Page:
Semperis comments on LoanDepot breach
As yet another mortgage company in the US suffers a cyberattack (https://techcrunch.com/2024/01/22/loandepot-millions-sensitive-personal-data-ransomware), we ask cybersecurity expert Dan Lattimer, Vice President UK & Ireland, Semperis (www.semperis.com) for his views.
“With LoanDepot’s recent disclosure of a cyber incident it suffered, it is yet another reminder that the mortgage and loan industry has been in the crosshairs of cyber threat actors for quite some time. While details of the attack on LoanDepot are scant, they have most likely suffered a ransomware attack. In addition, Fidelity National Financial, LoanCare and Mr Cooper all suffered recent cyber breaches, proving the harsh reality of the daily fight organizations face protecting proprietary data.”
“Today, most of the global heavyweights in the mortgage and loan industry deploy fairly robust security strategies to protect sensitive data. Unfortunately, persistent threat actors will target certain companies and look for gaps in their security architecture until they find a weak spot. In addition, age old phishing scams are still highly effective in breaching organizations, as hackers send emails to a wide set of employees within a company and wait until someone inadvertently clicks on an attachment with malicious software code.”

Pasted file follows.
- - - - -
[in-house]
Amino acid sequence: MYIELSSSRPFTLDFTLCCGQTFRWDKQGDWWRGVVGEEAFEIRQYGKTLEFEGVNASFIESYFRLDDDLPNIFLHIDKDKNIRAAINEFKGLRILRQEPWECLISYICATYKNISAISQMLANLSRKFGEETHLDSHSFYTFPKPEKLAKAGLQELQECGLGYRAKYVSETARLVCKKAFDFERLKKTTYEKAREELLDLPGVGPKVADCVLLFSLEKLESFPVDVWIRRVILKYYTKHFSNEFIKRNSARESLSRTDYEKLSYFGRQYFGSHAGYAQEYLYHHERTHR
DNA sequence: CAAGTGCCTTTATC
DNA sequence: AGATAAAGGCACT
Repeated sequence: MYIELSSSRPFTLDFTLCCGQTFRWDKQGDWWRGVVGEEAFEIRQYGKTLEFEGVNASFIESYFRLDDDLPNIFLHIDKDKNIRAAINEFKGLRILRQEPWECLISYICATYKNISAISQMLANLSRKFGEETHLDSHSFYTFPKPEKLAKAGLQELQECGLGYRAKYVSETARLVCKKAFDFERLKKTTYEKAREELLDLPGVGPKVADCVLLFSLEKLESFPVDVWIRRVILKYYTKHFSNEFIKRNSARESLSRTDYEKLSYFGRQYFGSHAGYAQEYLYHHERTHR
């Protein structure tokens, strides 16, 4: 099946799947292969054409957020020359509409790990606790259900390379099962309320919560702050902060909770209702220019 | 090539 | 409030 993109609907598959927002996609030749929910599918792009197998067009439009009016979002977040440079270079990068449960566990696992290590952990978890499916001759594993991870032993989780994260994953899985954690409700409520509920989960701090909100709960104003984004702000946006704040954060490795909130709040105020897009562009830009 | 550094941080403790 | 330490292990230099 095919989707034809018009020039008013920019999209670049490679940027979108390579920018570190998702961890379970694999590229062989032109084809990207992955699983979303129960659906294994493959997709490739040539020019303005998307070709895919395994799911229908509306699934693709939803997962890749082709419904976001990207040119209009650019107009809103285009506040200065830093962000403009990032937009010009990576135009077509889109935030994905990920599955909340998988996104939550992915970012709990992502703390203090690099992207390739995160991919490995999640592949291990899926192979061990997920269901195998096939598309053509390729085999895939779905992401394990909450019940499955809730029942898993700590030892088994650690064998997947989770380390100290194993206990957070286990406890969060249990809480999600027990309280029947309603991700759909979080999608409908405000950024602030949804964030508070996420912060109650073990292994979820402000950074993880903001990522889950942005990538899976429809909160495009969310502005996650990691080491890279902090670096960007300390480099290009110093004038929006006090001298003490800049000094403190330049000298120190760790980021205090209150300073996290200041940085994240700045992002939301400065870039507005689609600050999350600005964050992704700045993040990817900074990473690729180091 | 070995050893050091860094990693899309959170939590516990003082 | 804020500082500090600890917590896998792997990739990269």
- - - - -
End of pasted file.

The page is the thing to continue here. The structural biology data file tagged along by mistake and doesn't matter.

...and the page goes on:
“While persistent threat actors will eventually breach a target, what happens next is the deciding factor in whether the illegal activity turns into a material loss, causes business disruptions, and ends up making news headlines. Organizations need to take the initiative to the attackers and improve their resiliency. Cybersecurity is a combat sport and not for the faint of heart. For instance, take the ransomware scourge. No one can pay their way out of ransomware. Preparing in peacetime is the key and if you find out about the attack because the criminals sent the ransom note, it is too late.”
“Securing identity systems is one of the most crucial components in an organization’s risk management program, and when Active Directory (AD) services within the identity system are compromised, the hackers have been given the keys to the kingdom and are free to siphon vast amounts of proprietary data.”